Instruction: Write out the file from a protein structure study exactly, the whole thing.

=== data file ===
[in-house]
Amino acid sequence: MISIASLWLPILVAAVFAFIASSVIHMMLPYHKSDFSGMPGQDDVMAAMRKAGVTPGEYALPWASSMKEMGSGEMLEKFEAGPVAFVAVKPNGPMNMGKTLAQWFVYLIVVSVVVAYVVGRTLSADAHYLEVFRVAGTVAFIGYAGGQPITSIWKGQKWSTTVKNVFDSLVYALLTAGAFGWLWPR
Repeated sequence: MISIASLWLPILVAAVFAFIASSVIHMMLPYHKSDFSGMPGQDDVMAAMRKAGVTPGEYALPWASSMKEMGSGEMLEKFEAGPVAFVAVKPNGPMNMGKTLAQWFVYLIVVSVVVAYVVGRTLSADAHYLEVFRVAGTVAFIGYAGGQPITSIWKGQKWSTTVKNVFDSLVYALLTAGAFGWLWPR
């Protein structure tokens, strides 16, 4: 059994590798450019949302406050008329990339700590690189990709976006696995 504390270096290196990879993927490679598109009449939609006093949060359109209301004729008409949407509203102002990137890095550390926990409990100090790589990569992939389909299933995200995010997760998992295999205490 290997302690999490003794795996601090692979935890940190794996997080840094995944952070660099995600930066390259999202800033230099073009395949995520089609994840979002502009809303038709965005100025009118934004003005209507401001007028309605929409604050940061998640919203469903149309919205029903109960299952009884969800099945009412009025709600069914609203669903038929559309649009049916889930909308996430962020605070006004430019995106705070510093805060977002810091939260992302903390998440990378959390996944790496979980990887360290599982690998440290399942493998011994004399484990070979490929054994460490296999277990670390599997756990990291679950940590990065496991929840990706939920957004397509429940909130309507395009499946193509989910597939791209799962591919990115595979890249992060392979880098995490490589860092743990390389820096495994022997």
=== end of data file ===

[in-house]
Amino acid sequence: MISIASLWLPILVAAVFAFIASSVIHMMLPYHKSDFSGMPGQDDVMAAMRKAGVTPGEYALPWASSMKEMGSGEMLEKFEAGPVAFVAVKPNGPMNMGKTLAQWFVYLIVVSVVVAYVVGRTLSADAHYLEVFRVAGTVAFIGYAGGQPITSIWKGQKWSTTVKNVFDSLVYALLTAGAFGWLWPR
Repeated sequence: MISIASLWLPILVAAVFAFIASSVIHMMLPYHKSDFSGMPGQDDVMAAMRKAGVTPGEYALPWASSMKEMGSGEMLEKFEAGPVAFVAVKPNGPMNMGKTLAQWFVYLIVVSVVVAYVVGRTLSADAHYLEVFRVAGTVAFIGYAGGQPITSIWKGQKWSTTVKNVFDSLVYALLTAGAFGWLWPR
């Protein structure tokens, strides 16, 4: 059994590798450019949302406050008329990339700590690189990709976006696995 504390270096290196990879993927490679598109009449939609006093949060359109209301004729008409949407509203102002990137890095550390926990409990100090790589990569992939389909299933995200995010997760998992295999205490 290997302690999490003794795996601090692979935890940190794996997080840094995944952070660099995600930066390259999202800033230099073009395949995520089609994840979002502009809303038709965005100025009118934004003005209507401001007028309605929409604050940061998640919203469903149309919205029903109960299952009884969800099945009412009025709600069914609203669903038929559309649009049916889930909308996430962020605070006004430019995106705070510093805060977002810091939260992302903390998440990378959390996944790496979980990887360290599982690998440290399942493998011994004399484990070979490929054994460490296999277990670390599997756990990291679950940590990065496991929840990706939920957004397509429940909130309507395009499946193509989910597939791209799962591919990115595979890249992060392979880098995490490589860092743990390389820096495994022997």